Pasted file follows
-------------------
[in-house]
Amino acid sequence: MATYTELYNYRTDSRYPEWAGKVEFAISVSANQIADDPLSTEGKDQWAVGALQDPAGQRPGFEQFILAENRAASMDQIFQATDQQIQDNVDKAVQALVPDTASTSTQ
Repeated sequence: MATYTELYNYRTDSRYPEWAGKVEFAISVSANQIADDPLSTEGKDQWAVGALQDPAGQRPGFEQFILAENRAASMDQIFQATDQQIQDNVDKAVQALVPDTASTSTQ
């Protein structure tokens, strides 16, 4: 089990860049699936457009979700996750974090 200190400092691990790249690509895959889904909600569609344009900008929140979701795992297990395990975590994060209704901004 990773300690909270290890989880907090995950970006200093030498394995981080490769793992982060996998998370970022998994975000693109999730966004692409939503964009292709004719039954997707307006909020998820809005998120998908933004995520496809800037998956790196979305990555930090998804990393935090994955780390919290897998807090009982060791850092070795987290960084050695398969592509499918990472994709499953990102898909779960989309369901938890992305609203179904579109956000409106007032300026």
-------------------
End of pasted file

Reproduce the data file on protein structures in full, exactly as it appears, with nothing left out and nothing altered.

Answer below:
[in-house]
Amino acid sequence: MATYTELYNYRTDSRYPEWAGKVEFAISVSANQIADDPLSTEGKDQWAVGALQDPAGQRPGFEQFILAENRAASMDQIFQATDQQIQDNVDKAVQALVPDTASTSTQ
Repeated sequence: MATYTELYNYRTDSRYPEWAGKVEFAISVSANQIADDPLSTEGKDQWAVGALQDPAGQRPGFEQFILAENRAASMDQIFQATDQQIQDNVDKAVQALVPDTASTSTQ
């Protein structure tokens, strides 16, 4: 089990860049699936457009979700996750974090 200190400092691990790249690509895959889904909600569609344009900008929140979701795992297990395990975590994060209704901004 990773300690909270290890989880907090995950970006200093030498394995981080490769793992982060996998998370970022998994975000693109999730966004692409939503964009292709004719039954997707307006909020998820809005998120998908933004995520496809800037998956790196979305990555930090998804990393935090994955780390919290897998807090009982060791850092070795987290960084050695398969592509499918990472994709499953990102898909779960989309369901938890992305609203179904579109956000409106007032300026």